Celestial Weasel (celestialweasel) wrote,
Celestial Weasel

It's the Queen Of Darkness, Pal

Mr Weasel's list of non-fiction books he would like to read and on some level, to varying extents, write, mainly about the minutiae of computing / technical / scientific history of the 20th / 21st century.

In no particular order....

1. 20 GOTO 10
A history of the British micro-computer from the early days of the MK14, Nascom, Acorn System 1, RM until their eclipse as mass-market machines by PC clones and games consoles.
There are, I think, plenty of interesting stories to tell, and this book cries out to be written. The problem would be deciding what to include as it is potentially a big topic. Also, since there is lots of stuff on the Internet, one would need to somehow make it more than the sum of its anecdotes.

2. Optional Reception Of Announcements
A cultural and technical history of Ceefax, Oracle, Teletext UK and teletext in other countries. The name, of course, comes from the backtronym Optional Reception of Announcements by Coded Line Electronics. The good things about this topic are
a) it is a good time to write it as, of course, Teletext will be going along with analog television with the analog switch-off in 2012. Therefore there is a good hook to hang the book on.
b) unlike many fine British technologies it has been a genuine success
The aim would be to go beyond the technology. Well, you'd have to to fill a book really. Who designed the colour schemes? Why did / does British teletext and Ceefax in particular look so much better than the ones one comes across when on holiday in mainland Europe? Who chose the colours? And the page numbers? How does one get the knack of writing articles and, more challengingly, titles to fit the format. All the news fit to print in 35 characters. Who came up with the bizarre ITV Oracle Soap Opera 'Park Avenue'. (Oh, bugger me, it gets a mention on Wikipedia if not an actual article - "Park Avenue is also the name of a teletext-based Soap Opera in the 1980s / 1990s, on the Oracle service, which ran on ITV. It was written by Robert Burns.")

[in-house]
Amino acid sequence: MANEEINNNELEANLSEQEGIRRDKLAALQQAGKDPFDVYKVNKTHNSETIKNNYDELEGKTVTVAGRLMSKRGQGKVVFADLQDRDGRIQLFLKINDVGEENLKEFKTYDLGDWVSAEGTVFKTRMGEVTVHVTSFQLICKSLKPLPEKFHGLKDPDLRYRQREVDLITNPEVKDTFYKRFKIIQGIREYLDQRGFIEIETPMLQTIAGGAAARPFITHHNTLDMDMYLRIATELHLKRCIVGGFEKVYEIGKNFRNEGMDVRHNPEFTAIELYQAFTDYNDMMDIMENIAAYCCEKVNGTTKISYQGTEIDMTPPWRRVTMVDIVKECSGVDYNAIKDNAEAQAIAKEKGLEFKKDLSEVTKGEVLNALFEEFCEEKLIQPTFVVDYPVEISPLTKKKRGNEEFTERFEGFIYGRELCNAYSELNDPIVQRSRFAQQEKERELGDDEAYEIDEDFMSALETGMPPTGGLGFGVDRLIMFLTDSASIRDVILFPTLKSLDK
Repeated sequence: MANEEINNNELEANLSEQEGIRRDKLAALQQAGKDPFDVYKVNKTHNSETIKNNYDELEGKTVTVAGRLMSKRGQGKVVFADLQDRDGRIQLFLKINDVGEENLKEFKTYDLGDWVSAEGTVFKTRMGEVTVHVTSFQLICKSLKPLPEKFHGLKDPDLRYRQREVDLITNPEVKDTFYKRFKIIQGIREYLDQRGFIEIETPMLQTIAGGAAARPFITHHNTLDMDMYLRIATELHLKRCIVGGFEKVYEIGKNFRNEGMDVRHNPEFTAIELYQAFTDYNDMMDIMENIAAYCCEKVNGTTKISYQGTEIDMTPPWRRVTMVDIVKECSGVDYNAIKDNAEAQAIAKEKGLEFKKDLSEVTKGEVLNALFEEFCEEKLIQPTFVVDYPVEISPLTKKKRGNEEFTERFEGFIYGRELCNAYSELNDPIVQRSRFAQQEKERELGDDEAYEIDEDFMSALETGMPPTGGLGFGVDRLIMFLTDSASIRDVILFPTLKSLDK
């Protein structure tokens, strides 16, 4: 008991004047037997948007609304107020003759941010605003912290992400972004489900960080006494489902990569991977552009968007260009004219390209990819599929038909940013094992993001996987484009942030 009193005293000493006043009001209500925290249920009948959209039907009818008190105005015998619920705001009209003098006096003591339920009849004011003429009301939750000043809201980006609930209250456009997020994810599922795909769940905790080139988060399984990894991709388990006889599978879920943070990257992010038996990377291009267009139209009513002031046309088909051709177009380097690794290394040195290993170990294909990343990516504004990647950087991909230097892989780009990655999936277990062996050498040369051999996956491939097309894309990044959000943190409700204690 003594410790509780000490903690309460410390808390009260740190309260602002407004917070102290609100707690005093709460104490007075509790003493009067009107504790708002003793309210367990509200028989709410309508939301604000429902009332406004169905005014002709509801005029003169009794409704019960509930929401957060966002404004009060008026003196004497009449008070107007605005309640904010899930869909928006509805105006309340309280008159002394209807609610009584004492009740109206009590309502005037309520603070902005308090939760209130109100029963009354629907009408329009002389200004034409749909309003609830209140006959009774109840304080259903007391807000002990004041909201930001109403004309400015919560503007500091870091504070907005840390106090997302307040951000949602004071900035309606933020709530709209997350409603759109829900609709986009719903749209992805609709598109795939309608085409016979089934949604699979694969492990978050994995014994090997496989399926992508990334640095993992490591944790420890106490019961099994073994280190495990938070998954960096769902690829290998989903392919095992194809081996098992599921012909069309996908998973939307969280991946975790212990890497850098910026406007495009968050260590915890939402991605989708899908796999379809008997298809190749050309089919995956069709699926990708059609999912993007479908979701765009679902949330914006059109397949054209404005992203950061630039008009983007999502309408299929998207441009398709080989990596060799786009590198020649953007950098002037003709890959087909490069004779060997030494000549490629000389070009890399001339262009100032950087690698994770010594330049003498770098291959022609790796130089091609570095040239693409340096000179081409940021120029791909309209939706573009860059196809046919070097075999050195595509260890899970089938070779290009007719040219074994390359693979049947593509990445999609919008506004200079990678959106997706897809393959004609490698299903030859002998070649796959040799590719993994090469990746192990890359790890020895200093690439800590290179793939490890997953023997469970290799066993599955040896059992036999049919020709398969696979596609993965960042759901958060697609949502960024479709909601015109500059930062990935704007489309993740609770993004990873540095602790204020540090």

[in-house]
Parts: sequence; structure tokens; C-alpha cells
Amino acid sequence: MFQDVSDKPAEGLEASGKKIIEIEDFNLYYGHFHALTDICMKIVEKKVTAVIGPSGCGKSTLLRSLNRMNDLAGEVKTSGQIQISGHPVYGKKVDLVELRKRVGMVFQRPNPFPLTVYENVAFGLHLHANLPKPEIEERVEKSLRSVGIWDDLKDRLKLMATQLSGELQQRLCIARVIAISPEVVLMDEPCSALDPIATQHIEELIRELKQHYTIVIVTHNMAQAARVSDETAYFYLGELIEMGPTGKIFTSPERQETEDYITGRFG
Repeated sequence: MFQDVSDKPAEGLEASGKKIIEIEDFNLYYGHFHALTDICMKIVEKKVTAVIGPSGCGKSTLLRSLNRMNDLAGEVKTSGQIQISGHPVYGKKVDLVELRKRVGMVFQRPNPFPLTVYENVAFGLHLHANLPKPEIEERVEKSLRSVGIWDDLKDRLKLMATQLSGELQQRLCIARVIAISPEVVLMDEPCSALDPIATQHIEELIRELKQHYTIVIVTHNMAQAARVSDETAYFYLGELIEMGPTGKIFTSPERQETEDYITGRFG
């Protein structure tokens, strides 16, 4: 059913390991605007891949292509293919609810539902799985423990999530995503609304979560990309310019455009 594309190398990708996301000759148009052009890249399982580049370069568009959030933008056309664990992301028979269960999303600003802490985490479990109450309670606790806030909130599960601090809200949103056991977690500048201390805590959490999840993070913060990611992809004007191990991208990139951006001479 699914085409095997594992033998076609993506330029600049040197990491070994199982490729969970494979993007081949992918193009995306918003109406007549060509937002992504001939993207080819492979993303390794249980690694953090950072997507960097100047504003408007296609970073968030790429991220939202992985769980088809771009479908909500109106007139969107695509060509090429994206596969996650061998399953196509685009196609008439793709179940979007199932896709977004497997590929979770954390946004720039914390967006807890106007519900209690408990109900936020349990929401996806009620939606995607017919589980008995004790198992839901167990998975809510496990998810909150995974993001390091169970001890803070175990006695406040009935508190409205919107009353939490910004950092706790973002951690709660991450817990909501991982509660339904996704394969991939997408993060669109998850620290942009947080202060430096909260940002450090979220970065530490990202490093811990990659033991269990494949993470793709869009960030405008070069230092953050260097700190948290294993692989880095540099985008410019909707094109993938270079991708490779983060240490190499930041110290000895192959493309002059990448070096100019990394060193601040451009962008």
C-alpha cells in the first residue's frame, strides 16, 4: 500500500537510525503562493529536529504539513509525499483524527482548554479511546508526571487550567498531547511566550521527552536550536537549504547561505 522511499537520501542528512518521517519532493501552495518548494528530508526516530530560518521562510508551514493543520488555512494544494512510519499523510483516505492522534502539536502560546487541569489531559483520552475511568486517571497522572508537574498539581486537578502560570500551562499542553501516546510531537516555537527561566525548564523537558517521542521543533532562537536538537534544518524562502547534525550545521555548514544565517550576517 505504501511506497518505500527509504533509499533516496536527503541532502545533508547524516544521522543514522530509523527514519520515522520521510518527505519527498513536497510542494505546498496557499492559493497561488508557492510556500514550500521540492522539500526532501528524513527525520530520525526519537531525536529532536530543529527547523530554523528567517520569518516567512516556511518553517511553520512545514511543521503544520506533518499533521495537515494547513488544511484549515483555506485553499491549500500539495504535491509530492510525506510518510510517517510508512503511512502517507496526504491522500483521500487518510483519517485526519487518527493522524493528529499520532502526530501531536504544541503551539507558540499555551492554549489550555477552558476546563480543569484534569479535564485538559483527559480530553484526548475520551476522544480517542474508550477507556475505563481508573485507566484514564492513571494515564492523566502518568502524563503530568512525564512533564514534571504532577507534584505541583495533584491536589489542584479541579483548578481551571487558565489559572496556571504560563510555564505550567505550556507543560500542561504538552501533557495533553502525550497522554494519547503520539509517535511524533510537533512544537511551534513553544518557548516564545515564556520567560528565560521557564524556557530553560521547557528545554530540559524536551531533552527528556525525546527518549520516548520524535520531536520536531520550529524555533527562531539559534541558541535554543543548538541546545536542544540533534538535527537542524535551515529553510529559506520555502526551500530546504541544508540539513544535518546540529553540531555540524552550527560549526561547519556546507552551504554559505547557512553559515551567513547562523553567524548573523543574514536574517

3. Genocide For Dummies
As you may know, there is a book called IBM And The Holocaust, concerning the use of IBM tabulators and their use in the Holocaust, and the American IBM's alleged complicity in this. The thing that struck me reading this book was that rather more technical detail would be interesting and strengthen the message. One advantage of writing this would be that one could benefit from the author's original research, however it would obviously be largely in German and I sense that the author might be rather challenging to deal with. Clearly the title would have to change for reasons of having the arse sued out of one.

4. Untitled tabulator book
A book about the dinosaurs of the computation world, the punched-card machines that roamed free across the plains of American (mostly) business from 1890 until the 1960s. I have some contemporary books about them, and they are covered in a couple of history books, but for reasons I can't quite put my finger on they are not quite what I want to read. I think what I am after is a bit more detail of what people did to 'program' (for want of a better word) and use them on a day-to-day basis.